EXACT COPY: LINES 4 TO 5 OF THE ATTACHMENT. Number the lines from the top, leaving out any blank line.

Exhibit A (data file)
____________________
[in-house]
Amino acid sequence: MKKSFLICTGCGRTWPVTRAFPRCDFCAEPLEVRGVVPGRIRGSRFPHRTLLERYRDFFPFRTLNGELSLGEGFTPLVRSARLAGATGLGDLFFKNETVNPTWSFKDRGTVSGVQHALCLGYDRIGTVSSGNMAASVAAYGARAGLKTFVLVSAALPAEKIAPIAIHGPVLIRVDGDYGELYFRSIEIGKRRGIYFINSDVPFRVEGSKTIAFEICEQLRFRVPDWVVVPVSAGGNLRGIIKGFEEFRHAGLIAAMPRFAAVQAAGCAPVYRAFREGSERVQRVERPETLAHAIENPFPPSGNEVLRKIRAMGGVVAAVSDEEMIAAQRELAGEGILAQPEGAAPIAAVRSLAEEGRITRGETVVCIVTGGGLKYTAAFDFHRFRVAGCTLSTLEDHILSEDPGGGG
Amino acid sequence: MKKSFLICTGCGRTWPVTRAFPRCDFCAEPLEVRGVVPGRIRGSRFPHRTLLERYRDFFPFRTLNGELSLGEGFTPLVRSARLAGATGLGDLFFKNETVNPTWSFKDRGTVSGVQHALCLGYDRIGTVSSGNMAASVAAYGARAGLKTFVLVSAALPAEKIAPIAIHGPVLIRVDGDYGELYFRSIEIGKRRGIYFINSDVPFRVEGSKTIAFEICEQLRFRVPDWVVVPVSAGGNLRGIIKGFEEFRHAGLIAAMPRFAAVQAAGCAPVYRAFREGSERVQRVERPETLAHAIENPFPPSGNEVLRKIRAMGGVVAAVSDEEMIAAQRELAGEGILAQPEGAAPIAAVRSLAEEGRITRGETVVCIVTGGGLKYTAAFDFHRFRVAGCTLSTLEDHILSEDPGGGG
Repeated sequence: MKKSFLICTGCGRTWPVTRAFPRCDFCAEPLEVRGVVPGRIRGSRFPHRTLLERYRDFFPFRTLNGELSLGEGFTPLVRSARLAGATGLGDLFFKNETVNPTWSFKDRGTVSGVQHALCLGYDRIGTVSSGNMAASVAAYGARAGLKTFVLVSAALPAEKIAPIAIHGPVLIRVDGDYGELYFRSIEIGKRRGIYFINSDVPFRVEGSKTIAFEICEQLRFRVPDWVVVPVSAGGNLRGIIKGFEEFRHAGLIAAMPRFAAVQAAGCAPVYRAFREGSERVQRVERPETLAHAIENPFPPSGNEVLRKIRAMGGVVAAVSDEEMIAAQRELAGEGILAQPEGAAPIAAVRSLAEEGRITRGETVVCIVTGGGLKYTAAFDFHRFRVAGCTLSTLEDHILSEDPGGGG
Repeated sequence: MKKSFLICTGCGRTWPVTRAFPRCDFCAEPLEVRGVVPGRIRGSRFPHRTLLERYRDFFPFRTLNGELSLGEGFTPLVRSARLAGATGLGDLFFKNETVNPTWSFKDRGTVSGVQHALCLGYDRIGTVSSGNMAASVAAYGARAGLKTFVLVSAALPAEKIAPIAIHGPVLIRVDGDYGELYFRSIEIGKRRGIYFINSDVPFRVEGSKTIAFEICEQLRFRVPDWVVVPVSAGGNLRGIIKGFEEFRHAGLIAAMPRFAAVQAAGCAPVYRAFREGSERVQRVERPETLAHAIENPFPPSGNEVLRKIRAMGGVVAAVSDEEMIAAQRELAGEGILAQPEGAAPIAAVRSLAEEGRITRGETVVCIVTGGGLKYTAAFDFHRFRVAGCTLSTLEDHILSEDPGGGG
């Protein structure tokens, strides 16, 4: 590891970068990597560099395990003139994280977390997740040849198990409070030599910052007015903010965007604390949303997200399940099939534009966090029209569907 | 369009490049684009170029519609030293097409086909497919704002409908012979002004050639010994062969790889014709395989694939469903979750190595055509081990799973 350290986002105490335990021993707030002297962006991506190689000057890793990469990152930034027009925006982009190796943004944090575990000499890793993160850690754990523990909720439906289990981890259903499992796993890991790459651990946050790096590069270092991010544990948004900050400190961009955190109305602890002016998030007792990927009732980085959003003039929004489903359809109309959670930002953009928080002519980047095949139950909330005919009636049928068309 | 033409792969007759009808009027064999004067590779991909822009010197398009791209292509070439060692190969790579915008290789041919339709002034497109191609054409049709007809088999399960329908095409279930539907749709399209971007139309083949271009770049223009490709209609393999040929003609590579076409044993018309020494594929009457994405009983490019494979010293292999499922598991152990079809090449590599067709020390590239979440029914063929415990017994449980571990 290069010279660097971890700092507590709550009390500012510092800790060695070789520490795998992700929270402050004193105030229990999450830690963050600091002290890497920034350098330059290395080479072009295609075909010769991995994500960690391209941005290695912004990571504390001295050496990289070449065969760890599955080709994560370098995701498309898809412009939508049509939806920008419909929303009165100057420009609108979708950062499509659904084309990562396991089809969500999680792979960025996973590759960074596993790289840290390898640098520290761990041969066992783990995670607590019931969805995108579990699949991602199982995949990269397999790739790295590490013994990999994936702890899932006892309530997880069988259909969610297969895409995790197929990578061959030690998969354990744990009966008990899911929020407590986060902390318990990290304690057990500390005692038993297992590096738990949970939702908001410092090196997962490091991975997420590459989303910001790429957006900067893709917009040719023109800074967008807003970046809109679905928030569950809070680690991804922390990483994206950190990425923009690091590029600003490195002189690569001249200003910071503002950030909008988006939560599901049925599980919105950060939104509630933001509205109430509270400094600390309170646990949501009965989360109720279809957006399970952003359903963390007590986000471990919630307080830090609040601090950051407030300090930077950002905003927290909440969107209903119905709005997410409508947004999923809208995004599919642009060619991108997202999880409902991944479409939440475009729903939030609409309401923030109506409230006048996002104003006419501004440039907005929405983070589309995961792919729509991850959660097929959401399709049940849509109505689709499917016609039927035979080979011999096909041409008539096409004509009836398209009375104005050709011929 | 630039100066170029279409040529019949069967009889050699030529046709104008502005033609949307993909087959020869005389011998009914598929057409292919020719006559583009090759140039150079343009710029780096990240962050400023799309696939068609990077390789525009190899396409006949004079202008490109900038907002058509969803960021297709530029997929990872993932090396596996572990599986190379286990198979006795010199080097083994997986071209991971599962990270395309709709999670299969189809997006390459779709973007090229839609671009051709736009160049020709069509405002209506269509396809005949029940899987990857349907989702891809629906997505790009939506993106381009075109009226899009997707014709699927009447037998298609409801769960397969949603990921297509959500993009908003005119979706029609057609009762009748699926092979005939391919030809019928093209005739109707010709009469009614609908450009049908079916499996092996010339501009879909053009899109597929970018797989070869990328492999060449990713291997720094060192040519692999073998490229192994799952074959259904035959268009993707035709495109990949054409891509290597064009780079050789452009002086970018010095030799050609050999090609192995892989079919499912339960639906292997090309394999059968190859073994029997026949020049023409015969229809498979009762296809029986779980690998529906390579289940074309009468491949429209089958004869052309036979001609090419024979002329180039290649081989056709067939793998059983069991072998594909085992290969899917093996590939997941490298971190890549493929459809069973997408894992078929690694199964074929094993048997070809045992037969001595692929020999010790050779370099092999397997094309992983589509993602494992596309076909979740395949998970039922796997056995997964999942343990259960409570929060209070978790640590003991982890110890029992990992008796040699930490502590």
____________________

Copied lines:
Repeated sequence: MKKSFLICTGCGRTWPVTRAFPRCDFCAEPLEVRGVVPGRIRGSRFPHRTLLERYRDFFPFRTLNGELSLGEGFTPLVRSARLAGATGLGDLFFKNETVNPTWSFKDRGTVSGVQHALCLGYDRIGTVSSGNMAASVAAYGARAGLKTFVLVSAALPAEKIAPIAIHGPVLIRVDGDYGELYFRSIEIGKRRGIYFINSDVPFRVEGSKTIAFEICEQLRFRVPDWVVVPVSAGGNLRGIIKGFEEFRHAGLIAAMPRFAAVQAAGCAPVYRAFREGSERVQRVERPETLAHAIENPFPPSGNEVLRKIRAMGGVVAAVSDEEMIAAQRELAGEGILAQPEGAAPIAAVRSLAEEGRITRGETVVCIVTGGGLKYTAAFDFHRFRVAGCTLSTLEDHILSEDPGGGG
Repeated sequence: MKKSFLICTGCGRTWPVTRAFPRCDFCAEPLEVRGVVPGRIRGSRFPHRTLLERYRDFFPFRTLNGELSLGEGFTPLVRSARLAGATGLGDLFFKNETVNPTWSFKDRGTVSGVQHALCLGYDRIGTVSSGNMAASVAAYGARAGLKTFVLVSAALPAEKIAPIAIHGPVLIRVDGDYGELYFRSIEIGKRRGIYFINSDVPFRVEGSKTIAFEICEQLRFRVPDWVVVPVSAGGNLRGIIKGFEEFRHAGLIAAMPRFAAVQAAGCAPVYRAFREGSERVQRVERPETLAHAIENPFPPSGNEVLRKIRAMGGVVAAVSDEEMIAAQRELAGEGILAQPEGAAPIAAVRSLAEEGRITRGETVVCIVTGGGLKYTAAFDFHRFRVAGCTLSTLEDHILSEDPGGGG